So they really had a legitimate concern: were the followers of this new rabbi Jesus flouting the law in this, and would this mean that they would flout the law in other ways? For the people of Israel, oppressed by Rome, always under siege, Torah was not only a sign of God’s favor, it was a daily reminder of the fact that they were a particular and particularly blessed nation belonging to God in the midst of this crazy world they lived in. It was a survival tool in difficult times, because it reminded them that they WERE different, and they shouldn’t do things like the rest of the world.
And yet…was this the only way that they could signify their identity with and following of God?
This is the point that Jesus raises in his response to them. The LAW doesn’t stand alone. The LAW is one part of what it means to follow God, to be God’s people. But if it becomes an end unto itself, it’s just not good.
Jesus points out the sad truth: the LAW doesn’t address the state of the heart. God gave the LAW to govern the heart, not just set random rules out there. If you follow the LAW and your heart isn’t it, what good is the LAW? If you’re merely checking boxes, your heart can smell to high heaven even if your hands are washed.
And here’s the thing: the Pharisees have allowed the LAW to become something that isolates them from others, to make them extra special. “We’re clean and they’re not,” we can imagine them thinking.
But are we really clean? And are others really not?
We like to think, because we showed up here this morning, that we’re the clean crew…and maybe we passed by someone walking to brunch over at the restaurant around the corner instead of coming here and we think “we’re good and they’re not.” We may be following the letter of the LAW but is our heart in it?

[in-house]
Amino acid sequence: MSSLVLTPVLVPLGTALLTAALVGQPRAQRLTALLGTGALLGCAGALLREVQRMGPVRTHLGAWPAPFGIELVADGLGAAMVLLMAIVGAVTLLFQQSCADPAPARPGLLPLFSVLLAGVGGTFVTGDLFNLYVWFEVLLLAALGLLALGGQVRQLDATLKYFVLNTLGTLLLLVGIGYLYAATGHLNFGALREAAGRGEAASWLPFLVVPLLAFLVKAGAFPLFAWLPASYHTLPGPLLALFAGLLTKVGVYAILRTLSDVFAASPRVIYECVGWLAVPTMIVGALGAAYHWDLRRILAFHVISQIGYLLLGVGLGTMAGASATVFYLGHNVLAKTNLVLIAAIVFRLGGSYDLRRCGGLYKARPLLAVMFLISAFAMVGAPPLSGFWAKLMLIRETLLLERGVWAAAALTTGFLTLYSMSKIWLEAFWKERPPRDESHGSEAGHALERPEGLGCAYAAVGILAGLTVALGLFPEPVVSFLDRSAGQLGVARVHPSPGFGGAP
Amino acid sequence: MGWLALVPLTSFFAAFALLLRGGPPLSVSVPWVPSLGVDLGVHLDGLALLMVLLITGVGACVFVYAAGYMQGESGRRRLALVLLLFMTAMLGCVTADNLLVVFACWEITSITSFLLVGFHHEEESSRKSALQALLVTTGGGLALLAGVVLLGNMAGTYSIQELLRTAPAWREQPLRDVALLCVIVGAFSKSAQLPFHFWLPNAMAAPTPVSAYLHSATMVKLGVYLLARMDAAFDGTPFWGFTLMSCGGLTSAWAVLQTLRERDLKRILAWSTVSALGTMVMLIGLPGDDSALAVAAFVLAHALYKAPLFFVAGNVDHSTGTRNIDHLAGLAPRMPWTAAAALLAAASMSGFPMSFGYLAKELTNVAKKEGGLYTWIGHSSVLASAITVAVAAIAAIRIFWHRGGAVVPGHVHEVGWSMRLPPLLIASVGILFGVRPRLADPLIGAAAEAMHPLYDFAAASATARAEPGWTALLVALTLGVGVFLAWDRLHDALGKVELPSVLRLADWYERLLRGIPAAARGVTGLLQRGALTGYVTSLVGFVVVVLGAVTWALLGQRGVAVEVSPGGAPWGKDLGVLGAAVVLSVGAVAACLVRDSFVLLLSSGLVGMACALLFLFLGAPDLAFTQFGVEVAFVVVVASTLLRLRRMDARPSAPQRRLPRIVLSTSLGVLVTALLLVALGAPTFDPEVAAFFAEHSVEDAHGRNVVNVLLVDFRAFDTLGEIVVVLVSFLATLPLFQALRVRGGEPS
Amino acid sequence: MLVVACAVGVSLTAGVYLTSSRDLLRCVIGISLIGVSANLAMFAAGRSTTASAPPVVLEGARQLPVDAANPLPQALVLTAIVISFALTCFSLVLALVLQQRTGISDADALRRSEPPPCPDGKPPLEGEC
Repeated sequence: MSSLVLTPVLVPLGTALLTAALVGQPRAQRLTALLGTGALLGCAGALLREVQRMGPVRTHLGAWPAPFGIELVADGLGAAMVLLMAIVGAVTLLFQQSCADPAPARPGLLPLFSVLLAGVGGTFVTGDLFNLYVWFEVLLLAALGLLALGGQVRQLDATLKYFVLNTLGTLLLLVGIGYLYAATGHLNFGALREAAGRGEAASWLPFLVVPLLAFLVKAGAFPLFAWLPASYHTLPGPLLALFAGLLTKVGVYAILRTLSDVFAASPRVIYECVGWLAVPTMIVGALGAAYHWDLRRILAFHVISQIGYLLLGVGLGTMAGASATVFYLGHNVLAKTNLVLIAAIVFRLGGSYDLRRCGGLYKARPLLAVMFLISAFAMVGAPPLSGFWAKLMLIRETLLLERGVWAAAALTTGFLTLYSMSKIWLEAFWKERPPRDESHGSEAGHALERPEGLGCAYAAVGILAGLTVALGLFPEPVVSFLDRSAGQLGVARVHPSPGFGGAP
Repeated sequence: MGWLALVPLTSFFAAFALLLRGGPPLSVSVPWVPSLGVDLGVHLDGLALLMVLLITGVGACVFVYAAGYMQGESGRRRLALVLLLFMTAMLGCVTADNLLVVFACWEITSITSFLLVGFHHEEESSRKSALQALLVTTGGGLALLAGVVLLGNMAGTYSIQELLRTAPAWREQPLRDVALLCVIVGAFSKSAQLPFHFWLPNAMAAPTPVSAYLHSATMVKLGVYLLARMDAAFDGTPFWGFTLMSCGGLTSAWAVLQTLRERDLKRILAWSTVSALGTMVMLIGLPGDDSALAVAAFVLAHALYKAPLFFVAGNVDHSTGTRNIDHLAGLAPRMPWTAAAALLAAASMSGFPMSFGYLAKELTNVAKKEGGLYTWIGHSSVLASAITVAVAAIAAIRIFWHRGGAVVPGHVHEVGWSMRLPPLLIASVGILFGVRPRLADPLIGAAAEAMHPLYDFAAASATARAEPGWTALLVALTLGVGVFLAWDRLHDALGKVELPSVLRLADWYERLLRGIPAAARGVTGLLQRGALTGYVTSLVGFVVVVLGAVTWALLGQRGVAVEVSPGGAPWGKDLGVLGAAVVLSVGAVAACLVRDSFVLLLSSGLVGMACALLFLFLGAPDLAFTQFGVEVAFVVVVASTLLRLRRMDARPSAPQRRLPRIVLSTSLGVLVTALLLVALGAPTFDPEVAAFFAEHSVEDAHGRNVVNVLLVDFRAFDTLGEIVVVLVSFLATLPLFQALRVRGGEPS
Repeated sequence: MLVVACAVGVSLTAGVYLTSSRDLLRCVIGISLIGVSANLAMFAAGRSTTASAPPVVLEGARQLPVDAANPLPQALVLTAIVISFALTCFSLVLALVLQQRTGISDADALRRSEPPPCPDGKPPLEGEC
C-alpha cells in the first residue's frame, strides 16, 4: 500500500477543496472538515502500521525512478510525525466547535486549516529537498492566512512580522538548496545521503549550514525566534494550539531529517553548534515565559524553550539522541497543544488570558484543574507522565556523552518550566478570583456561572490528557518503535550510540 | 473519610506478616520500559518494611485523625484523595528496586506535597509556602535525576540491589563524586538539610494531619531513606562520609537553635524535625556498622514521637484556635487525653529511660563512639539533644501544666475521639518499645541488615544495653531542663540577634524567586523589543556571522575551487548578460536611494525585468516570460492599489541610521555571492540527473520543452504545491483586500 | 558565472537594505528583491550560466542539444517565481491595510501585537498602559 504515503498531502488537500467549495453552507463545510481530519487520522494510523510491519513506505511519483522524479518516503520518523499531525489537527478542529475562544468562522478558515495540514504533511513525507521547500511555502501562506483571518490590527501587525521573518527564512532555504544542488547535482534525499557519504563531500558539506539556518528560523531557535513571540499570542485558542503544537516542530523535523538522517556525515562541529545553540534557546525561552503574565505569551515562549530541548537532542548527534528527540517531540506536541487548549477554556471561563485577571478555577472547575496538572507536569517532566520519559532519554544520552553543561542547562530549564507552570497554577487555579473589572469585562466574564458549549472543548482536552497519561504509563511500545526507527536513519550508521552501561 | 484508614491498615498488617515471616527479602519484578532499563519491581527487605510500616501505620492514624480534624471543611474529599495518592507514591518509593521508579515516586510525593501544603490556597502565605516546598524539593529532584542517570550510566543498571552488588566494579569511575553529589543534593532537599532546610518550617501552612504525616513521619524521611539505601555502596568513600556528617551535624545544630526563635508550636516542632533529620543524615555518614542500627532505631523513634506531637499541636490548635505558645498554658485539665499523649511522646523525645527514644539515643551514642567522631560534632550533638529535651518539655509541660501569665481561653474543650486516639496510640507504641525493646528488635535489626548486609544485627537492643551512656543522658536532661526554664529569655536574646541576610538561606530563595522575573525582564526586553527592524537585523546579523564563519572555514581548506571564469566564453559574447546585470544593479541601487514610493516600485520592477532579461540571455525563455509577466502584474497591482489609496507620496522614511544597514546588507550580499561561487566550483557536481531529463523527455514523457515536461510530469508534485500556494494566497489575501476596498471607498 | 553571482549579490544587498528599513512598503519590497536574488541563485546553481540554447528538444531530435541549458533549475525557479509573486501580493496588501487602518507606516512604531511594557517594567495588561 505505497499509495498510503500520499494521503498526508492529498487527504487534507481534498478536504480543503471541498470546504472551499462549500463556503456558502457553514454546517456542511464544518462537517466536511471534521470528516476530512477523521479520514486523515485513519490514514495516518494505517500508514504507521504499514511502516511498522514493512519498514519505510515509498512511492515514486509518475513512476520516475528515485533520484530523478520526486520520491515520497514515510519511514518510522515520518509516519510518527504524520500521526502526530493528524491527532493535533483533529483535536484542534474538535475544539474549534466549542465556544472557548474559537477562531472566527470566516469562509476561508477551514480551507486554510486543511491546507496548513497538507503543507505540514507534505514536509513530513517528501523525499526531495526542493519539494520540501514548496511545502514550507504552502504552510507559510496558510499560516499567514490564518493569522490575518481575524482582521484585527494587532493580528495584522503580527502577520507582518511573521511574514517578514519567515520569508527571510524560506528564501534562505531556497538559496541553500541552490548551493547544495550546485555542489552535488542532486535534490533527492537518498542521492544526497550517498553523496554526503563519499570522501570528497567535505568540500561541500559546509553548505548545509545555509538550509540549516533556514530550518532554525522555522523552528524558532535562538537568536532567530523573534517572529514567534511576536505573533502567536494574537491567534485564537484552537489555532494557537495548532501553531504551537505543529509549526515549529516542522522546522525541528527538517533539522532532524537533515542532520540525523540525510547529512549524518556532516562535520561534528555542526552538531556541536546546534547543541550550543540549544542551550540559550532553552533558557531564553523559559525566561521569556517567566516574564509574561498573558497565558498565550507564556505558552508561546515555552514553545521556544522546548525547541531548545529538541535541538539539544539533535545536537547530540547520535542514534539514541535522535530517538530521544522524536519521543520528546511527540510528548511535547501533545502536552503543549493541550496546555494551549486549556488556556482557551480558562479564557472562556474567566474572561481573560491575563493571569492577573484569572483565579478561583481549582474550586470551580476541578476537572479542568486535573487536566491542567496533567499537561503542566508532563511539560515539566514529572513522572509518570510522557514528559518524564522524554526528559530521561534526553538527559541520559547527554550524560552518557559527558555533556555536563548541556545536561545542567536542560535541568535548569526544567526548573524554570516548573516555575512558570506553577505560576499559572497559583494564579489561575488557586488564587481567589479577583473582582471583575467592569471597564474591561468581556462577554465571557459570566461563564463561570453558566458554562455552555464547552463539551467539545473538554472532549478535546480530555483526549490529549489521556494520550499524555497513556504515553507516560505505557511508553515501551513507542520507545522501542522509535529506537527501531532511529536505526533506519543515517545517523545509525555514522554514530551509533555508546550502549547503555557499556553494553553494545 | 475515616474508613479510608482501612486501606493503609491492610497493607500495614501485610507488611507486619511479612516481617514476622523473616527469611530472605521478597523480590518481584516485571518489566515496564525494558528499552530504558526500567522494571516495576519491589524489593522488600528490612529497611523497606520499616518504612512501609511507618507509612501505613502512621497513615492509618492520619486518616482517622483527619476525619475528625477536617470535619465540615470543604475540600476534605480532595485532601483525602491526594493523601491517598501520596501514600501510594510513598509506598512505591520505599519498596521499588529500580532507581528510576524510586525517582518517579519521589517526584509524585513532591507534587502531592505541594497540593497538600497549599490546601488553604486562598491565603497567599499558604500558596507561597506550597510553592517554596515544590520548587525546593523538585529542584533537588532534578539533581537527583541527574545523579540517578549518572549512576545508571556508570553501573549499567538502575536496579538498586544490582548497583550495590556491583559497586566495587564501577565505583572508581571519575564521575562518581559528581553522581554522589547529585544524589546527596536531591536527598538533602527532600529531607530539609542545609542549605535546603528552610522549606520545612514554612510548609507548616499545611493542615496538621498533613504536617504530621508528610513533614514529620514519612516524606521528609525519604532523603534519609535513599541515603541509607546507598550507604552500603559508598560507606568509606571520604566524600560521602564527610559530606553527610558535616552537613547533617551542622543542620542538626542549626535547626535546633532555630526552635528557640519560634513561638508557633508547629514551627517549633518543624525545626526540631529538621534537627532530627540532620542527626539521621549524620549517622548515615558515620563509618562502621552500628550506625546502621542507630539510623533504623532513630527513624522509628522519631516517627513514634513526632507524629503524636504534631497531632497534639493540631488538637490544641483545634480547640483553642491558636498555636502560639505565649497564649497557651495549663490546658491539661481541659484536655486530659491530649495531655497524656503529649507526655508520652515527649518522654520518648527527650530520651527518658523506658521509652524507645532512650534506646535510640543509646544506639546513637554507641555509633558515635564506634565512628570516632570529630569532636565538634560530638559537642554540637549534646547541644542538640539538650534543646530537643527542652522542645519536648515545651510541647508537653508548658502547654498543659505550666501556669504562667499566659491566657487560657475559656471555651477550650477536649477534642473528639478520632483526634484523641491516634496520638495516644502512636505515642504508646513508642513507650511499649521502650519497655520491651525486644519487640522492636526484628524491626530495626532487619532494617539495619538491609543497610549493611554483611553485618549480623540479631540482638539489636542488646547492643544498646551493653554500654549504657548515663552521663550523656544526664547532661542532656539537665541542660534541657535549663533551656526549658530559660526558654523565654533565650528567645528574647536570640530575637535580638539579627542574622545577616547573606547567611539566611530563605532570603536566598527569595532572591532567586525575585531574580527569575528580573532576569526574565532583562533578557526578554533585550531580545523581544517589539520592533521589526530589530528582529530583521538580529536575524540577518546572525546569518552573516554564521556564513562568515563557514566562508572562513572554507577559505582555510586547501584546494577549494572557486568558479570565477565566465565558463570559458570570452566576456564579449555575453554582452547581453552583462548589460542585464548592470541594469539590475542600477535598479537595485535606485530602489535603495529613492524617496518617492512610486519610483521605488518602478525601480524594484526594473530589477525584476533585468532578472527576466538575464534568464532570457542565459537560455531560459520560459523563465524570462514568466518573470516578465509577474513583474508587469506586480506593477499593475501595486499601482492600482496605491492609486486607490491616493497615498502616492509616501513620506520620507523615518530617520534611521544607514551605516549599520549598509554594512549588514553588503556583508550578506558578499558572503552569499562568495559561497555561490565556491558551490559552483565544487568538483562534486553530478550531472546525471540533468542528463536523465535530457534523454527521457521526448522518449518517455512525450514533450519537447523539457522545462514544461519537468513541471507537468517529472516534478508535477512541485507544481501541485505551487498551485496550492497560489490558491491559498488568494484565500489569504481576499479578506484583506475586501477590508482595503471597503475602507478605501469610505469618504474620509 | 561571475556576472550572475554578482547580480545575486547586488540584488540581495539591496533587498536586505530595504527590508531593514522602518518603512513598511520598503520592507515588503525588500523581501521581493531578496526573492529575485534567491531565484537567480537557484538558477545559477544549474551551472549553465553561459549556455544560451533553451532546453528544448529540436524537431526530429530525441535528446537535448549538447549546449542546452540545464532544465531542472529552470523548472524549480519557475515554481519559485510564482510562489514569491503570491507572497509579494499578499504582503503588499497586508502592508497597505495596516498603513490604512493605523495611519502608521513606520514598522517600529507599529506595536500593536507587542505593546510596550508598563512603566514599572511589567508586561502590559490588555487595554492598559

And Jesus keeps saying, “it’s the state of your heart that matters, not merely adherence to the LAW. There are all sorts of ugly things that might be in your heart other than God, and you might be following Torah in a thousand ways but it’s for naught, because the defiling thing, the ugly thing, is sitting there in your heart making it all smell just like a dirty diaper.”
Well, maybe Jesus didn’t say that bit about the diaper, but you get my point.
So does this mean we don’t have to follow the rules of basic hygiene? Does it mean that we don’t need to show up at church on a Sunday morning? No, that’s not what Jesus says. It’s about the way we take what God has given us – God’s wisdom conveyed through his word, the spiritual joy that we feel in God’s presence, the food and drink for our souls that we share at this table – and how we respond to it. It’s about knowing that, given these gifts, we cannot desire NOT to share what we’ve learned, to offer these gifts to others, to serve…in other words, as our reading from the Letter of James says, to be “doers of the word.” And when we do that, it’s not about mere obedience to a law. It’s also not about measuring whether or not those whom we serve are clean enough to deserve it. It’s not about whether or not they’ve followed the LAW well enough. It’s about the gift of Jesus, given to us despite our own often unclean hearts. If we measured our own worthiness, we might not look and smell as clean as we’d like, but the best way to address that aroma is not a baby wipe, it’s Gospel love. Love without measure of worth, love without judgment, love without shame. Jesus gave it to us, this law of love. Now it’s our turn. And won’t that smell sweet indeed?
Ain't he sweet?